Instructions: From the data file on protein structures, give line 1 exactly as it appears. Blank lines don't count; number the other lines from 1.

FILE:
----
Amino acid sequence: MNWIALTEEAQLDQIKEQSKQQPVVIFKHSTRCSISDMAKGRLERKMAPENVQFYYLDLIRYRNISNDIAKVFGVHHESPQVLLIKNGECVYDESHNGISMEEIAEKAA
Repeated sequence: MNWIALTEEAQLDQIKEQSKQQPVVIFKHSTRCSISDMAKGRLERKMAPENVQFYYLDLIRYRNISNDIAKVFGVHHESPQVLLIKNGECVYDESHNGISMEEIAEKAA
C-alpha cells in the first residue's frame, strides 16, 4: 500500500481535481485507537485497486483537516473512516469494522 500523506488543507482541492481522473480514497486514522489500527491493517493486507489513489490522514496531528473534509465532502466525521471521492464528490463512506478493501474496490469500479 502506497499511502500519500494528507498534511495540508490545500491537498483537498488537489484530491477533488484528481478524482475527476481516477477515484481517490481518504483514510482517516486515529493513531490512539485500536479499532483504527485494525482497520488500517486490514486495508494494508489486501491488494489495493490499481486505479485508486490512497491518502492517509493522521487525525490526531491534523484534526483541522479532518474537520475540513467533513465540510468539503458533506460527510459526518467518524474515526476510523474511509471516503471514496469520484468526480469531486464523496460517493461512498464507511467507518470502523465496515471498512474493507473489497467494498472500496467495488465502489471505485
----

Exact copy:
Amino acid sequence: MNWIALTEEAQLDQIKEQSKQQPVVIFKHSTRCSISDMAKGRLERKMAPENVQFYYLDLIRYRNISNDIAKVFGVHHESPQVLLIKNGECVYDESHNGISMEEIAEKAA